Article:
Annotated solution using a char frequency map and 2 pointers


  • 0
    L

    This is the same solution as the top voted one that includes the template. I've changed variable names and heavily commented the code to make it easier to understand. I had a pretty tough time understanding what was going on and it wasn't until I did this and walked through slowly that I got the picture.

    // find the min substring in s that contains ALL characters in t
    static string MinWindowSubstring(string s, string t)
    {
    	// initialize a dict that keeps track of all the characters, and their frequencies,
    	// that we need to find as we're going through s
    	var charMap = new Dictionary<char, int>();
    	foreach(char c in t)
    	{
    		if (!charMap.ContainsKey(c))
    		{
    			charMap.Add(c, 1);
    		}
    		else
    		{
    			charMap[c]++;
    		}
    	}
    
    	int searchSize = s.Length;
    
    	// These are the pointers that we "slide" around while going through s
    	// when we find a valid window (that contains all chars in t), it may
    	// or may not be the best (minimum) window we've found. That of course,
    	// depends on the current values of minWindowStart and minWindowLength
    	int windowStart = 0;
    	int windowEnd = 0;
    
    	// Keeps a count of characters we need to find in order to have a valid window.
    	// As we slide our window and find a new character that needs to be included in
    	// the substring, we decrement this counter. When it's 0, it means that we've found
    	// a valid window.
    	// This also means that we only decrement this on characters that are both a part
    	// of t AND that we still need to find. For example, if t is "abbc" and we've already
    	// found 2 b's in our window and find another one, we DONT decrement this.
    	int counter = t.Length;
    
    	// These 2 variables hold the current best answer we've found, updated only
    	// when we find a better one (think greedy algorithm)
    	// minWindowLength is initialized as int's Max value such that the very first
    	// window we find is automatically the best one at that point
    	int minWindowStart = 0;
    	int minWindowLength = int.MaxValue;
    
    
    	// Both the window start and end pointers start at 0, and we begin by moving the end
    	// over until we find our first valid window
    	while (windowEnd < searchSize)
    	{
    		char currentChar = s[windowEnd];
    
    		// if the current char is required (part of t AND its frequency count is greater than 0),
    		// decrement the counter and also decrement its' value in the charMap
    		bool foundRequiredChar = charMap[currentChar] > 0;
    		if (foundRequiredChar)
    		{
    			counter--;
    		}
    
    		charMap[currentChar]--;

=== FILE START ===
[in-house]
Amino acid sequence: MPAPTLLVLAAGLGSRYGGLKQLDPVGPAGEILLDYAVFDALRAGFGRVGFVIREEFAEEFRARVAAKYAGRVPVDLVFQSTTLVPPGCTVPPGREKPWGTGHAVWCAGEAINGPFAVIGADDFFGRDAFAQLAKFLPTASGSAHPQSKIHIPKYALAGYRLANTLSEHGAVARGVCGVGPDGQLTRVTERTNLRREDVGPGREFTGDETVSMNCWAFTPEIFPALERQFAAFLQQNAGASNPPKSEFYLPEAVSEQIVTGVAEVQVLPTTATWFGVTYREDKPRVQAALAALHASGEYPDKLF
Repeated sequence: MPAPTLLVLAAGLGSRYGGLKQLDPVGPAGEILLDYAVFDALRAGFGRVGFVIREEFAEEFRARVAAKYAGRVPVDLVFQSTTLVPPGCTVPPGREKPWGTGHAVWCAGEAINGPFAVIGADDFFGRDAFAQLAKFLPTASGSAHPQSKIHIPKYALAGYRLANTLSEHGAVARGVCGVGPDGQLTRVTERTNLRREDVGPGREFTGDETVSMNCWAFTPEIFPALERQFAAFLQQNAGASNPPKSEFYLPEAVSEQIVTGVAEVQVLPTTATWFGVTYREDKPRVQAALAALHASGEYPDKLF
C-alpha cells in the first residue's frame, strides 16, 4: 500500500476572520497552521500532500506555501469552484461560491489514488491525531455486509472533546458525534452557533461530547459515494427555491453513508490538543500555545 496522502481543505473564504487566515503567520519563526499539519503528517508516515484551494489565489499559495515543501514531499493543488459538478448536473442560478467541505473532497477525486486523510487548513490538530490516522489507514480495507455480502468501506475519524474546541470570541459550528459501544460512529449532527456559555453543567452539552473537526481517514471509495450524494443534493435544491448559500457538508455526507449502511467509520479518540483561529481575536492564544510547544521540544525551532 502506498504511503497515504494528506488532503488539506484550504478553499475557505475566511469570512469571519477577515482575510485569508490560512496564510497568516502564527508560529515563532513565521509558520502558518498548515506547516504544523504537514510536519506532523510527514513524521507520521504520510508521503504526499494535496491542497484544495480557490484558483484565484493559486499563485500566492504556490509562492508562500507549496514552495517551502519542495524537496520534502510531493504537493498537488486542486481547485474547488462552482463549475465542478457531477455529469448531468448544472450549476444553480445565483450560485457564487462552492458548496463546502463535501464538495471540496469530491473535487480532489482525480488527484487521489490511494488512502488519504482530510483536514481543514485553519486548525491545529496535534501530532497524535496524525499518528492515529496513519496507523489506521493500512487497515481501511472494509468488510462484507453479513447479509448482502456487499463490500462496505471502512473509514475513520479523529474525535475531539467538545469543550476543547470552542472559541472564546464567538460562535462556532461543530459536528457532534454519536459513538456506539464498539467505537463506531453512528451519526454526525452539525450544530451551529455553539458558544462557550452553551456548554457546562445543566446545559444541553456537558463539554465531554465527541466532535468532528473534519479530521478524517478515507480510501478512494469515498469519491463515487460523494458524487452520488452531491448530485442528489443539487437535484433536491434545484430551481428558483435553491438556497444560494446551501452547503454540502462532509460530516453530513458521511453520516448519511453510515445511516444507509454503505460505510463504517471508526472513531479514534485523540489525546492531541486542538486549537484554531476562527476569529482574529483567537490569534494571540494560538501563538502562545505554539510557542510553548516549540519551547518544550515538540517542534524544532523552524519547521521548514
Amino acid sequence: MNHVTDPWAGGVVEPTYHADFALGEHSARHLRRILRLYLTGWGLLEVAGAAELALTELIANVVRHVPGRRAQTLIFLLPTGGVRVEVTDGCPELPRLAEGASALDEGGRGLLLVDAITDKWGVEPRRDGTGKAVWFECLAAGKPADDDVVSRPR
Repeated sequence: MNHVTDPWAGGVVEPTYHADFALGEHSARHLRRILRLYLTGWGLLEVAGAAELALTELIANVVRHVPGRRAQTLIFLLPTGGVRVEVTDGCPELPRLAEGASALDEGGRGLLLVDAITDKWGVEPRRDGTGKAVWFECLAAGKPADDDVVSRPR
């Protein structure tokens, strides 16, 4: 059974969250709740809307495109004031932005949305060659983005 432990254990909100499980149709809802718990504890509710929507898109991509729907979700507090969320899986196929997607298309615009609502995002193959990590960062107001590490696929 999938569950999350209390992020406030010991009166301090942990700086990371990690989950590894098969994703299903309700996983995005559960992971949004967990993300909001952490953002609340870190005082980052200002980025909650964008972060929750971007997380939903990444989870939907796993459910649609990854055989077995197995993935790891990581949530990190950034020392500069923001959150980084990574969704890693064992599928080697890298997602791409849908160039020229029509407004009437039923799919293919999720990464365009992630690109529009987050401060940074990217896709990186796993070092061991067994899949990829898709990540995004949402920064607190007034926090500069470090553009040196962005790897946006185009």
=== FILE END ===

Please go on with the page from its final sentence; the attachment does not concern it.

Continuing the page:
// slide the window end pointer over to continue searching
    		windowEnd++;
    
    		// if the counter is 0, that means we've found all required characters in this current
    		// window
    		// ** It's important that windowEnd is incremented before this check (keep reading to see why)
    		while (counter == 0)
    		{
    			// is the current window found a better answer? (ie does it have a smaller range?)
    			if (windowEnd - windowStart < minWindowLength)
    			{
    				// if so, update our answer (remember that this is a greedy algorithm)
    				// ** by keeping track of these 2 variables, at the end of our method,
    				//    we can return the correct window (substring) using minWindowStart
    				//    and minWindowLength as the string.Substring() arguments. Thus, 
    				//    windowEnd must be incremented earlier before entering the while loop
    				//    so we get the correct length.
    				minWindowStart = windowStart;
    				minWindowLength = windowEnd - windowStart;
    			}
    
    			// now, we slide the window start pointer up 1 at a time until we hit a character
    			// that is required (part of t)
    
    			// we're removing the first item of the current window by sliding forward once, so 
    			// we need to restore the correct value in charMap
    			char charBeingRemoved = s[windowStart];
    			charMap[charBeingRemoved]++;
    
    			// is this value that we're chopping off a required char in t? if so, increment
    			// the counter so our algorithm knows
    			if (charMap[charBeingRemoved] > 0)
    			{
    				counter++;
    			}
    
    			windowStart++;
    
    			// if the counter was incremented, this means that we now exit this while loop
    			// and again continue in the outer loop. We again continue sliding the window's
    			// end pointer outward until we the char we removed.
    
    			// Lets say s was "abcdddac" and t was "ac".
    			// Then, the first window we find is "abc".
    			// We chop off the first letter "a", and continue searching for the next valid 
    			// window, which is "bcddda". This is not a better answer, so those variables aren't updated.
    			// however, we can do slightly better. This while loop will chop off the first char again, which 
    			// is "b" and not required because it's not part of t. so the window's begin pointer is moved up again
    			// until it hits the first character required by t, which is "c".
    			// At this point, the valid window we found is "cddda", still not good enough to be the best answer, but
    			// this illustrates how this algorithm works.
    
    			// Every time we find a valid window, we keep sliding the beginning of the window forward until we can remove
    			// a character that is a part of t. Then, we keep sliding the end over until we find it.
    		}
    	}
    
    	if (minWindowLength == int.MaxValue)
    	{
    		return ""; // return empty if valid window not found
    	}
    
    	// else, return our best answer
    	return s.Substring(minWindowStart, minWindowLength);
    }
    

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